Researchers and physicians constantly explore innovative ways to treat injuries and chronic conditions. Each advancement carries us forward while simultaneously creating the foundation for the next step.
Perhaps you’ve heard about a professional athlete rehabbing their sports injuries such as a torn ACL. knee sprain, or torn rotator cuff with platelet-rich plasma treatment. Maybe a group of your friends has discussed the restorative power of PRP.
New orthopaedic therapies are developed, investigated, and perfected before they are made available. PRP is a revolutionary intervention that maximizes recovery from injury, manages chronic conditions, and combats aging’s effects by leveraging your body’s ability to heal itself.
The science behind PRP is surprisingly straightforward considering its impactful effect on health. Anyone facing an upcoming surgery or coping with a degenerative condition should learn as much as possible about the treatment.
Starting a conversation with your doctor about PRP can restore lost quality of life and prevent possible functional loss.
Our blood is the life-sustaining solution that oxygenates tissue, fights infection, induces clotting, and keeps us alive. It’s composed of plasma and a variety of specialized cells. Plasma is the liquid that suspends the cells that make up our blood and carries it through the body.
Platelets are a type of blood cell that helps the body heal. They trigger cell reproduction and stimulate tissue regeneration. Platelet-rich plasma is derived from blood that has been extracted. It is then filtered to remove other blood cells that contain a higher concentration of platelets than normal blood.
Platelets contain hundreds of proteins known as growth factors. These proteins trigger the healing response in soft tissue. Platelet-rich plasma contains between five and 10 times as many platelets as the blood from which it was created. That enhanced concentration is what makes PRP treatment so effective.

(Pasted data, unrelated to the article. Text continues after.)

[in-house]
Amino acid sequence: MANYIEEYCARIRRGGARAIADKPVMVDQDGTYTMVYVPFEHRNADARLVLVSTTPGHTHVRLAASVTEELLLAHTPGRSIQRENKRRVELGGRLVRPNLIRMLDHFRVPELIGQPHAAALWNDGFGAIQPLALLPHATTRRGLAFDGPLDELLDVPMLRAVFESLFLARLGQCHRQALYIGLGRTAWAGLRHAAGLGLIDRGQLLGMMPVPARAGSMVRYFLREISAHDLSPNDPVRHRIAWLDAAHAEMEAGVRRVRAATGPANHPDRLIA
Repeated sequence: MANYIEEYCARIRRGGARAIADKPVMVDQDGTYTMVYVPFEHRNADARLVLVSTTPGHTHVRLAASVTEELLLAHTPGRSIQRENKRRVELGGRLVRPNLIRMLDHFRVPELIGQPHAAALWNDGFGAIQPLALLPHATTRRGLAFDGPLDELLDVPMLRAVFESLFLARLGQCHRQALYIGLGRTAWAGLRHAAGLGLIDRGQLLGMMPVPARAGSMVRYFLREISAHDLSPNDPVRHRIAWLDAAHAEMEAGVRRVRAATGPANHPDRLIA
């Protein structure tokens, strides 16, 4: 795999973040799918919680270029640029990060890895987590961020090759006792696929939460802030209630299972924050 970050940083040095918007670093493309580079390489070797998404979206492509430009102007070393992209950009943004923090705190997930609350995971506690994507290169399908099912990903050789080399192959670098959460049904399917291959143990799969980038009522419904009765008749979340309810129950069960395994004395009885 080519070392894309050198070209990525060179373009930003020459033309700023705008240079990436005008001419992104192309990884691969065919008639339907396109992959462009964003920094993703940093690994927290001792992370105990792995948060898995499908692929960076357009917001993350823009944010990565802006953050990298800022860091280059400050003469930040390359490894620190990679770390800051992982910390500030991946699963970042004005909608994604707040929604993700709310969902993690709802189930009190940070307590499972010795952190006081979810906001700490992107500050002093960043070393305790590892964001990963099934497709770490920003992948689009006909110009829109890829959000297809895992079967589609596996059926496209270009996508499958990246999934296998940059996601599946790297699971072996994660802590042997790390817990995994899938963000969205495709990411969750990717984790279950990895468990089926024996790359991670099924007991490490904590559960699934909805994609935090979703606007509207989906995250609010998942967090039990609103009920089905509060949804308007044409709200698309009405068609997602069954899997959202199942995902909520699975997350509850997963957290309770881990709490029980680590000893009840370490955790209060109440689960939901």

A PRP injection is a dose of platelet-rich plasma created from a blood sample taken from your body. A sports medicine doctor injects the PRP into an injured, compromised, or degenerating part of your body.
The platelet-rich plasma injection is safe. It is essentially a regenerative boosting medicine created from your blood. The doctor supercharges your body’s innate healing powers to enhance tissue recovery or stave off degeneration.
Doctors are continually refining PRP treatment. Platelet-rich plasma therapy is a versatile therapy that’s proven effective for an array of acute and chronic conditions such as tendon injuries, rotator cuff tears, and plantar fasciitis. Different concentrations of platelets and other cells are used to treat different areas of the body.
Orthopedic injuries typically require rest, surgery, or learning to live with some degree of functional loss.
Repetitive movements from work cause wear-and-tear, like tennis elbow or “bad” knees. Recreational activities can cause pulled muscles that ache and take extended periods to heal. Tendons and ligaments do not regenerate rapidly.
PRP injections to injured tendons, ligaments, muscles, and joints flood the area with regenerative platelets and leukocytes that fortify compromised tissue. The injection propels natural recovery that, if it ever comes, usually takes time and rest.
Recovery from orthopedic surgeries, like joint replacements or muscle reattachment, is often slow and laborious. Rehabilitation is critical because the adage “use it or lose it” is true. PRP injections spur post-operative recovery.
An injection of concentrated platelets stimulates tissue repair and muscle reconstruction while fueling overall healing. PRP injections help get patients to the active part of their rehab. For certain surgeries like those for torn tendons, PRP can even be implanted into the tissue.
PRP injections have proven extremely promising for osteoarthritis in the knee, hamstring tears, and patellar tendonitis. The platelets combat the inflammation resulting from the bone-on-bone contact that causes debilitating pain.
While further research is needed, PRP is a worthwhile consideration for anyone facing the prospect of a knee replacement. Platelet treatment is a regenerative medicine that can offer pain relief and return mobility and function, keeping patients active.